At 9am on Saturday morning the Department for Science, Innovation, and Technology (DSIT), posted a mocked-up Chat GPT question to tease out the launch of a new development in the world of science and technology policy. This morning, replete with AI inspired front cover, the Science and Technology Framework came tumbling into the world.
Before we get into the details of the framework let’s first look at the wider picture of what’s going on in science frameworks and strategies. Back in July 2020 the government published the R&D Roadmap. This document was an attempt to outline how universities, businesses, and the public sector could work together to ensure the UK could achieve its potential as a science superpower.
As well as being a global force the government has also dedicated significant time to articulating the impacts of research closer to home. In a speech to think tank Onward Minister for Science, Technology, and Innovation George Freeman set out an agenda of bureaucracy cutting, cluster backing, boosterism including 30 innovation clusters outside of the Golden Triangle.
These ideas run parallel to the more supply-side reforms announced by Prime Minister Rishi Sunak in his speech to the CBI last November. Sunak promised a pro-business audience a set of pro-business reforms. This included maintaining the public funding of research, regulatory reform, investment in innovation, relaxing visa rules, and increasing tax credits.
Together, the ideas put forward by Sunak and Freeman may not be the set of research proposals that you may choose but they are relatively coherent. On the one hand the UK’s research policy is about state intervention where there has been market failure. In the case of the research and science landscape that is the inefficient allocation of human and economic capital which is limiting competition and economic growth. A sensible approach is therefore to intervene through measures like investments in clusters. On the other hand businesses are the largest investors in R&D so putting incentives for them to grow their work in this field makes sense.
Overlaying these proposals then comes the Science and Technology Framework. The framework is the first major policy announcement by Science, Innovation and Technology Secretary Michelle Donelan. On launching the framework she spoke to innovation and technology as the future of productivity and wages, healthcare, reducing energy prices, jobs, and economic growth. Again, we should absolutely debate the wider policy direction, but looking back even five years ago there was not the same breadth of investment or engagement with this agenda by the government.
The framework itself focuses on how technology and innovation can be translated into the real economy. Happily, it also makes clear that there is cross government department responsibilities on aspects of delivering it.
The framework is a precursor to yet another (broader) delivery plan due in Summer 2023. There are ten strands in total which for brevity are not repeated in full here. However, there are some critical areas that deserve specific attention for universities. The first is that strand one identifies five critical technologies. These are: artificial intelligence, engineering biology, future telecommunications, semiconductors, and quantum technologies. One task will be to ensure these identified strengths match up to existing investment plans and other science strategies.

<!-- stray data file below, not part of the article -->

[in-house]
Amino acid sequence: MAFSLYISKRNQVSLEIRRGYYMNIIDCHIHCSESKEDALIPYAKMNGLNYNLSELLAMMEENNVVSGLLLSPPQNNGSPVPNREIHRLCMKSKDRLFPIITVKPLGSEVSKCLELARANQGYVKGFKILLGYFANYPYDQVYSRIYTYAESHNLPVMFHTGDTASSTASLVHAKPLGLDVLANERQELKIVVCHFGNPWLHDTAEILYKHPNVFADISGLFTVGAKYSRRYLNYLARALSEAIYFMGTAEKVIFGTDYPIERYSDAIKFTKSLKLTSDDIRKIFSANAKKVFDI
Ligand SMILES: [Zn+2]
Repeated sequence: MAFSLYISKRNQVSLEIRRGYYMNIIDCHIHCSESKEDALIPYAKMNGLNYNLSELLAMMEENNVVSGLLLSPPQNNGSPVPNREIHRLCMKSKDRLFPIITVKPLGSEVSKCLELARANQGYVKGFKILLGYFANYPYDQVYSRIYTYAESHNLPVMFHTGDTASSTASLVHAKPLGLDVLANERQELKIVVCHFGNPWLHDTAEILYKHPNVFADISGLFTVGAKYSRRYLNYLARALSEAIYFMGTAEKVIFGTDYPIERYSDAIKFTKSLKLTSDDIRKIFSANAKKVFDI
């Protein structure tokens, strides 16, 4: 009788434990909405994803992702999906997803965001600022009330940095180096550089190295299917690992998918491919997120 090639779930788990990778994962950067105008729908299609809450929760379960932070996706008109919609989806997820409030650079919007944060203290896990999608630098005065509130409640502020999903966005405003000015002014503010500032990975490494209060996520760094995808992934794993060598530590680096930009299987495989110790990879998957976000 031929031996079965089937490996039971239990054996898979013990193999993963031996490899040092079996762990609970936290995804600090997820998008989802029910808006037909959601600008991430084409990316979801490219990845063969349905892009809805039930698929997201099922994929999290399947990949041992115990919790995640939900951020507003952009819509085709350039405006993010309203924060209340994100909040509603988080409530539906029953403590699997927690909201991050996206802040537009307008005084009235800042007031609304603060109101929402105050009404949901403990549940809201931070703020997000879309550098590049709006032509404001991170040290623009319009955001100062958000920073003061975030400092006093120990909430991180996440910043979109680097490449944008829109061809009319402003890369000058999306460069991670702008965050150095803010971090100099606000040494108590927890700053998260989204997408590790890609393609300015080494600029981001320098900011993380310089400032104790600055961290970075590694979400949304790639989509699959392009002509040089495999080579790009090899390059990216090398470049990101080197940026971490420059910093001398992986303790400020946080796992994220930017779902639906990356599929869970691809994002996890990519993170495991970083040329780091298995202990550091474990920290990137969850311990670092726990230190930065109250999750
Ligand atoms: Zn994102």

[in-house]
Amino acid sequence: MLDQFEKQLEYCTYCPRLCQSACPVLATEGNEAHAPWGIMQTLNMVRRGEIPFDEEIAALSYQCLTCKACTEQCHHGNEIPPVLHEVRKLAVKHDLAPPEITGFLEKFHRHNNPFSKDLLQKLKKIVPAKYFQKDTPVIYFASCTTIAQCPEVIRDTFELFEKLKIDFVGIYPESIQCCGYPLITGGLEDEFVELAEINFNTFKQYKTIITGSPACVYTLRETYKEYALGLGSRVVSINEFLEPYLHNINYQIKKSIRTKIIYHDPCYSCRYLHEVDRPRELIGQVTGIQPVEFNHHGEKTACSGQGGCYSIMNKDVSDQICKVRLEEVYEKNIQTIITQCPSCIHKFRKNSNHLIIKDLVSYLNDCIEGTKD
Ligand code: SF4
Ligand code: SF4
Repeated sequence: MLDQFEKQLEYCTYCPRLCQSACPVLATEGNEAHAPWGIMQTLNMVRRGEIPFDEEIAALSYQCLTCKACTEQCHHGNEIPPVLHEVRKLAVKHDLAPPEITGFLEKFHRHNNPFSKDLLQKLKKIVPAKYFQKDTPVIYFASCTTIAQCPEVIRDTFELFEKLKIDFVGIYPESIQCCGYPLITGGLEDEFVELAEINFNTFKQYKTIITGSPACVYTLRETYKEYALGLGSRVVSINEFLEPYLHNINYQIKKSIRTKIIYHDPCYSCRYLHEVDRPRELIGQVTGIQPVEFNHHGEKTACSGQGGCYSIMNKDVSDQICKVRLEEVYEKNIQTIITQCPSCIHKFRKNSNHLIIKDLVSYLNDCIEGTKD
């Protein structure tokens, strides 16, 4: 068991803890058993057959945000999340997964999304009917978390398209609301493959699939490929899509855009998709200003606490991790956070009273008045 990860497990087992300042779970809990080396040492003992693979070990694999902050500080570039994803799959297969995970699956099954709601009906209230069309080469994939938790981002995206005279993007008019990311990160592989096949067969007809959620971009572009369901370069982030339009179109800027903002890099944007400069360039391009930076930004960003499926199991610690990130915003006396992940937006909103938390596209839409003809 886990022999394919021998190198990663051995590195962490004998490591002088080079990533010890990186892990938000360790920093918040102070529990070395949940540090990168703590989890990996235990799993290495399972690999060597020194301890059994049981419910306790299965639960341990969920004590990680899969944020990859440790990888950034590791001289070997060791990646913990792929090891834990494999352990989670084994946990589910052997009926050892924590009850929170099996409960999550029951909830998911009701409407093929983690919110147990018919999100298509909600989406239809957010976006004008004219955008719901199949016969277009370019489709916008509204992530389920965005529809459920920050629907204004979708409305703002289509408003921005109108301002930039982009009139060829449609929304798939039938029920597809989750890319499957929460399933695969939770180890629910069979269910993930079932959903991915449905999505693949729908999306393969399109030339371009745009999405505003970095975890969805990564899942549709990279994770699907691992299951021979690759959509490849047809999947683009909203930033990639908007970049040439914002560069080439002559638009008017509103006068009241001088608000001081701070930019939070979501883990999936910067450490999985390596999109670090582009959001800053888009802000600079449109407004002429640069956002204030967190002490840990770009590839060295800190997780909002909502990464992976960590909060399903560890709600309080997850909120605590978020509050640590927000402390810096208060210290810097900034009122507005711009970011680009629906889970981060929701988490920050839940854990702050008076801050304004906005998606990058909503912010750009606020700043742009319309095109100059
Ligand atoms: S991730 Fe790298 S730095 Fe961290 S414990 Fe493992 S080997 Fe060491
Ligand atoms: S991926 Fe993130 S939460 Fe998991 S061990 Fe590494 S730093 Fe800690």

For instance, we’d spotted that the Industrial Strategy (one for older readers there!) grand challenges had been withdrawn at the start of this month. The new framework is a lot less “mission focused” than the Greg Clark era documentation – but we note that artificial intelligence and data was one of the first four challenges and has made it right the way through into the new “critical technologies” list. Life sciences and green technology are very much bolted on to the side of the framework, but were front and centre in the industrial strategy.
There is an explicit target to raise domestic public investment in R&D outside the Greater South East by at least 40 per cent. Although not made explicit within the short framework one of the mechanisms will presumably be the incentives mentioned on procurement reform and increasing finance for innovation activities. Away from home, the framework commits to the delivery of the £119m earmarked for the International Science Partnership Fund. Alongside a Horizon extension to June 2023 it seems the government is still yet to make up its mind on whether Horizon association or Plan B is the preferred option.
Elsewhere, there is investment in infrastructure, skills development, and making better environments for research to take place. In short, there are lots of the ambitions that have been articulated elsewhere, some new reforms and clarity on technology investment, and some pockets of new funding.
The next step in this process is to convene various government agencies and departments with a view to setting out further action in Summer 2023. For universities, there are clear signals here that initial reforms will be geared around incentivising business R&D. In turn, we may expect further scrutiny on how universities are translating their research with business into the real economy.
Though DSIT is very much in the lead here we see a lot of language about drawing work together across the whole government. This is a noble aim, but we know from past attempts that announcing it is a lot easier than actually making it happen in messy reality.
For the government, there are clusters, moonshots, strategies, frameworks, and ambitions to be a science superpower. In the future the hard decisions will be around what the UK should stop working on or investing in, in order to narrowly focus on the areas that will make the biggest difference to wages, health, productivity, and economic growth.